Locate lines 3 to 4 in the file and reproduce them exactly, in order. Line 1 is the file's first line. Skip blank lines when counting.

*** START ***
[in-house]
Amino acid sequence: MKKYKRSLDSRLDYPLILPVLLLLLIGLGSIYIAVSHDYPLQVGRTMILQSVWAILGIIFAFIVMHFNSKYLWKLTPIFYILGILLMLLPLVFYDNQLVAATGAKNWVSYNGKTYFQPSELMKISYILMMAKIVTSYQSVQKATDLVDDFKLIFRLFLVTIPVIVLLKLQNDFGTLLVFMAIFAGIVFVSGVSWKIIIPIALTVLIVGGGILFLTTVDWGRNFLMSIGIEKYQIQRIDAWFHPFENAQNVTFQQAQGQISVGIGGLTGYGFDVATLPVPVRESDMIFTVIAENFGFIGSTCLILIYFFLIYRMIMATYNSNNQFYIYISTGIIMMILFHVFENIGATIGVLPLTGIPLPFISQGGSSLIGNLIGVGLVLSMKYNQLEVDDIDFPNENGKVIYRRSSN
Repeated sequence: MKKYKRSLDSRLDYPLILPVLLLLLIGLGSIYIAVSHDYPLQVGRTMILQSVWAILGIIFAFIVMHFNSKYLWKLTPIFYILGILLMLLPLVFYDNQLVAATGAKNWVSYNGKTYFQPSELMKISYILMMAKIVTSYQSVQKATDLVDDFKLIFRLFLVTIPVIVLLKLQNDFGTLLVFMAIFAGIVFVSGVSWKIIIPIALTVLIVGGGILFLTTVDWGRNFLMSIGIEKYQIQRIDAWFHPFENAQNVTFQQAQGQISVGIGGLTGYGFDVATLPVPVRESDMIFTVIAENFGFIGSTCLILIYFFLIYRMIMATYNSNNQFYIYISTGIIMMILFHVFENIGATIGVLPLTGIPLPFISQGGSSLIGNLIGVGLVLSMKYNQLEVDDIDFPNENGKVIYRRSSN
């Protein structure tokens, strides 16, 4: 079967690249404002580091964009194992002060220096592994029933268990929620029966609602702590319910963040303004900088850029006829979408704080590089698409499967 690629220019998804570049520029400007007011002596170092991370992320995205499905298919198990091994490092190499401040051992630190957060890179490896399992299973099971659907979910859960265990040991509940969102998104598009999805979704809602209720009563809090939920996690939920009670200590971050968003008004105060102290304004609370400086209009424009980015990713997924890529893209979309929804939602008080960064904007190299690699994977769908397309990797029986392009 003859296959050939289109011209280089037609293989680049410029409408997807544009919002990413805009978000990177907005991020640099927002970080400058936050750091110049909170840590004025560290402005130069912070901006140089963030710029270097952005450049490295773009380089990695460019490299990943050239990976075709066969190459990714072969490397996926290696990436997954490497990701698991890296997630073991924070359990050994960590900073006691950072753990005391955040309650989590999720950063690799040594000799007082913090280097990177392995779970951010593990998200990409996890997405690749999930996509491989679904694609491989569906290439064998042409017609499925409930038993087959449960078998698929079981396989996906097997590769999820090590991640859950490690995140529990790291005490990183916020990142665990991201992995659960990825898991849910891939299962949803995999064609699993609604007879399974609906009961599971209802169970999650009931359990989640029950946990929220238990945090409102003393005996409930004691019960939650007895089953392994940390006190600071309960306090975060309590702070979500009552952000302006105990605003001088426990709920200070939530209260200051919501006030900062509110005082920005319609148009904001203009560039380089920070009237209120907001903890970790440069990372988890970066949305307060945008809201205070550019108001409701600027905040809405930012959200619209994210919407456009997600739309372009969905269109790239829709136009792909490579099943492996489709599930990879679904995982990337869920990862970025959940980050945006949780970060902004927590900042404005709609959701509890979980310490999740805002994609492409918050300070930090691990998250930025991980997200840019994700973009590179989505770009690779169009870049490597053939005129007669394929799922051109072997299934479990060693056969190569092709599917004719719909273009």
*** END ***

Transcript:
Repeated sequence: MKKYKRSLDSRLDYPLILPVLLLLLIGLGSIYIAVSHDYPLQVGRTMILQSVWAILGIIFAFIVMHFNSKYLWKLTPIFYILGILLMLLPLVFYDNQLVAATGAKNWVSYNGKTYFQPSELMKISYILMMAKIVTSYQSVQKATDLVDDFKLIFRLFLVTIPVIVLLKLQNDFGTLLVFMAIFAGIVFVSGVSWKIIIPIALTVLIVGGGILFLTTVDWGRNFLMSIGIEKYQIQRIDAWFHPFENAQNVTFQQAQGQISVGIGGLTGYGFDVATLPVPVRESDMIFTVIAENFGFIGSTCLILIYFFLIYRMIMATYNSNNQFYIYISTGIIMMILFHVFENIGATIGVLPLTGIPLPFISQGGSSLIGNLIGVGLVLSMKYNQLEVDDIDFPNENGKVIYRRSSN
């Protein structure tokens, strides 16, 4: 079967690249404002580091964009194992002060220096592994029933268990929620029966609602702590319910963040303004900088850029006829979408704080590089698409499967 690629220019998804570049520029400007007011002596170092991370992320995205499905298919198990091994490092190499401040051992630190957060890179490896399992299973099971659907979910859960265990040991509940969102998104598009999805979704809602209720009563809090939920996690939920009670200590971050968003008004105060102290304004609370400086209009424009980015990713997924890529893209979309929804939602008080960064904007190299690699994977769908397309990797029986392009 003859296959050939289109011209280089037609293989680049410029409408997807544009919002990413805009978000990177907005991020640099927002970080400058936050750091110049909170840590004025560290402005130069912070901006140089963030710029270097952005450049490295773009380089990695460019490299990943050239990976075709066969190459990714072969490397996926290696990436997954490497990701698991890296997630073991924070359990050994960590900073006691950072753990005391955040309650989590999720950063690799040594000799007082913090280097990177392995779970951010593990998200990409996890997405690749999930996509491989679904694609491989569906290439064998042409017609499925409930038993087959449960078998698929079981396989996906097997590769999820090590991640859950490690995140529990790291005490990183916020990142665990991201992995659960990825898991849910891939299962949803995999064609699993609604007879399974609906009961599971209802169970999650009931359990989640029950946990929220238990945090409102003393005996409930004691019960939650007895089953392994940390006190600071309960306090975060309590702070979500009552952000302006105990605003001088426990709920200070939530209260200051919501006030900062509110005082920005319609148009904001203009560039380089920070009237209120907001903890970790440069990372988890970066949305307060945008809201205070550019108001409701600027905040809405930012959200619209994210919407456009997600739309372009969905269109790239829709136009792909490579099943492996489709599930990879679904995982990337869920990862970025959940980050945006949780970060902004927590900042404005709609959701509890979980310490999740805002994609492409918050300070930090691990998250930025991980997200840019994700973009590179989505770009690779169009870049490597053939005129007669394929799922051109072997299934479990060693056969190569092709599917004719719909273009």